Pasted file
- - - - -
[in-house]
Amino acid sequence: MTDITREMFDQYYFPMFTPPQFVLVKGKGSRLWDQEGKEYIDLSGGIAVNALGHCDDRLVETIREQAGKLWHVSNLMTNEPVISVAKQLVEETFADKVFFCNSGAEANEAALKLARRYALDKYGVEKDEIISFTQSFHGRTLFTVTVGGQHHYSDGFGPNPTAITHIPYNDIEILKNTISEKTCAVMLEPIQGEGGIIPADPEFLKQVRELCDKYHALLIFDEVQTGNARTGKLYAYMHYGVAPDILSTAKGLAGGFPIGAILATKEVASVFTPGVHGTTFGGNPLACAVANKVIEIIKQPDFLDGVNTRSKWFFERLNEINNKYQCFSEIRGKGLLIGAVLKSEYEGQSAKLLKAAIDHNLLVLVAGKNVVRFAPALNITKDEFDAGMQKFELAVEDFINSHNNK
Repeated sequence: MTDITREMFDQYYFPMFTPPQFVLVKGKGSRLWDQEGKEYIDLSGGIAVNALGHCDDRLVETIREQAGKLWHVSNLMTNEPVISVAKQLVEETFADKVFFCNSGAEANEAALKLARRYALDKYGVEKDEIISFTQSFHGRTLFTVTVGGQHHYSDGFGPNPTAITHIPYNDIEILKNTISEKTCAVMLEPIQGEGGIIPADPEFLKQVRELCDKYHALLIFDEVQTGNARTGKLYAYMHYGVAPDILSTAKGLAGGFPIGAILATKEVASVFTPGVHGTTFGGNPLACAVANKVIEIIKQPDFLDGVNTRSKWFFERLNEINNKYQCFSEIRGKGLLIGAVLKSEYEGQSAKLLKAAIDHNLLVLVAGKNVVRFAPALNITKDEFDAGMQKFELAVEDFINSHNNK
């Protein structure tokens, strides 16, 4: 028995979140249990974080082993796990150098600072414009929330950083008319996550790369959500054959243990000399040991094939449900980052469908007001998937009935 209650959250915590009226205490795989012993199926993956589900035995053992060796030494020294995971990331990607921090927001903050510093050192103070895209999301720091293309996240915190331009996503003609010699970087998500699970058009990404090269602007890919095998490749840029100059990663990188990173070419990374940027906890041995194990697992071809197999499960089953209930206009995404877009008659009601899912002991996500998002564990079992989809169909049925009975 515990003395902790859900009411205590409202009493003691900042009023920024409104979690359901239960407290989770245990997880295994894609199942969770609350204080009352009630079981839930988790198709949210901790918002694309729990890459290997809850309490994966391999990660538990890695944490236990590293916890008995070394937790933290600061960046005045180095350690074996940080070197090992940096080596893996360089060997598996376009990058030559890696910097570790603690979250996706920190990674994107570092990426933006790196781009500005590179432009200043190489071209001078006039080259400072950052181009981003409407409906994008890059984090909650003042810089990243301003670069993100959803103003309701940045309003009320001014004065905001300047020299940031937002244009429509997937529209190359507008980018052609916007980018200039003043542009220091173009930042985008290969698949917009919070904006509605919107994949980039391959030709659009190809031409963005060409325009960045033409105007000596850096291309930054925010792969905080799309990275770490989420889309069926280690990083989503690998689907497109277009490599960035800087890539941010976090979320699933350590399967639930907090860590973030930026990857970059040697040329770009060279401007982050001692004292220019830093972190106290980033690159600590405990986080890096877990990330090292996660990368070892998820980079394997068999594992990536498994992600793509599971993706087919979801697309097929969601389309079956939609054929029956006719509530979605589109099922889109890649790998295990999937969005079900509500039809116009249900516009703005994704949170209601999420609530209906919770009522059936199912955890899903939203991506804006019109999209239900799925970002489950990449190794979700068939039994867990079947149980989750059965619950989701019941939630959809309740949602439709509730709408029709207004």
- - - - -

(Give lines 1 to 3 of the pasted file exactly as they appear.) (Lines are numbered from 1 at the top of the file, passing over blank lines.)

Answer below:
[in-house]
Amino acid sequence: MTDITREMFDQYYFPMFTPPQFVLVKGKGSRLWDQEGKEYIDLSGGIAVNALGHCDDRLVETIREQAGKLWHVSNLMTNEPVISVAKQLVEETFADKVFFCNSGAEANEAALKLARRYALDKYGVEKDEIISFTQSFHGRTLFTVTVGGQHHYSDGFGPNPTAITHIPYNDIEILKNTISEKTCAVMLEPIQGEGGIIPADPEFLKQVRELCDKYHALLIFDEVQTGNARTGKLYAYMHYGVAPDILSTAKGLAGGFPIGAILATKEVASVFTPGVHGTTFGGNPLACAVANKVIEIIKQPDFLDGVNTRSKWFFERLNEINNKYQCFSEIRGKGLLIGAVLKSEYEGQSAKLLKAAIDHNLLVLVAGKNVVRFAPALNITKDEFDAGMQKFELAVEDFINSHNNK
Repeated sequence: MTDITREMFDQYYFPMFTPPQFVLVKGKGSRLWDQEGKEYIDLSGGIAVNALGHCDDRLVETIREQAGKLWHVSNLMTNEPVISVAKQLVEETFADKVFFCNSGAEANEAALKLARRYALDKYGVEKDEIISFTQSFHGRTLFTVTVGGQHHYSDGFGPNPTAITHIPYNDIEILKNTISEKTCAVMLEPIQGEGGIIPADPEFLKQVRELCDKYHALLIFDEVQTGNARTGKLYAYMHYGVAPDILSTAKGLAGGFPIGAILATKEVASVFTPGVHGTTFGGNPLACAVANKVIEIIKQPDFLDGVNTRSKWFFERLNEINNKYQCFSEIRGKGLLIGAVLKSEYEGQSAKLLKAAIDHNLLVLVAGKNVVRFAPALNITKDEFDAGMQKFELAVEDFINSHNNK